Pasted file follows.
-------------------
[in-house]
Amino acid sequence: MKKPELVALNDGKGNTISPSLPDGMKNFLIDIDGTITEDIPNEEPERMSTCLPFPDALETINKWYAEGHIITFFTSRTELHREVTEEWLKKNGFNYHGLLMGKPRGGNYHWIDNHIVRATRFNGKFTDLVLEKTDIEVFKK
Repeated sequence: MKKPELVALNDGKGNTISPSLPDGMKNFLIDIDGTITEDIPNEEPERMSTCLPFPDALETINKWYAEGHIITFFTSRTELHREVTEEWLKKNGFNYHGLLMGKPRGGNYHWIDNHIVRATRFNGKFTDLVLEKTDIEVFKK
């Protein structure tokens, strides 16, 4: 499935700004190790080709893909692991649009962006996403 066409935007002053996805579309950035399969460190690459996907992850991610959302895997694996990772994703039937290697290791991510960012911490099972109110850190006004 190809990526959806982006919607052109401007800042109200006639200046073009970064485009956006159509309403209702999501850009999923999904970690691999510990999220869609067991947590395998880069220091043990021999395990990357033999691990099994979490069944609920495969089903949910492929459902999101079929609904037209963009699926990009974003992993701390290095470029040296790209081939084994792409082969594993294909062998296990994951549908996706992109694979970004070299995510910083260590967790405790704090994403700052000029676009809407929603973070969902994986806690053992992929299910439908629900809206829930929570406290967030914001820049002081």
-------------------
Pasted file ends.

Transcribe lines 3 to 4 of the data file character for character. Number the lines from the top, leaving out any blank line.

Repeated sequence: MKKPELVALNDGKGNTISPSLPDGMKNFLIDIDGTITEDIPNEEPERMSTCLPFPDALETINKWYAEGHIITFFTSRTELHREVTEEWLKKNGFNYHGLLMGKPRGGNYHWIDNHIVRATRFNGKFTDLVLEKTDIEVFKK
């Protein structure tokens, strides 16, 4: 499935700004190790080709893909692991649009962006996403 066409935007002053996805579309950035399969460190690459996907992850991610959302895997694996990772994703039937290697290791991510960012911490099972109110850190006004 190809990526959806982006919607052109401007800042109200006639200046073009970064485009956006159509309403209702999501850009999923999904970690691999510990999220869609067991947590395998880069220091043990021999395990990357033999691990099994979490069944609920495969089903949910492929459902999101079929609904037209963009699926990009974003992993701390290095470029040296790209081939084994792409082969594993294909062998296990994951549908996706992109694979970004070299995510910083260590967790405790704090994403700052000029676009809407929603973070969902994986806690053992992929299910439908629900809206829930929570406290967030914001820049002081």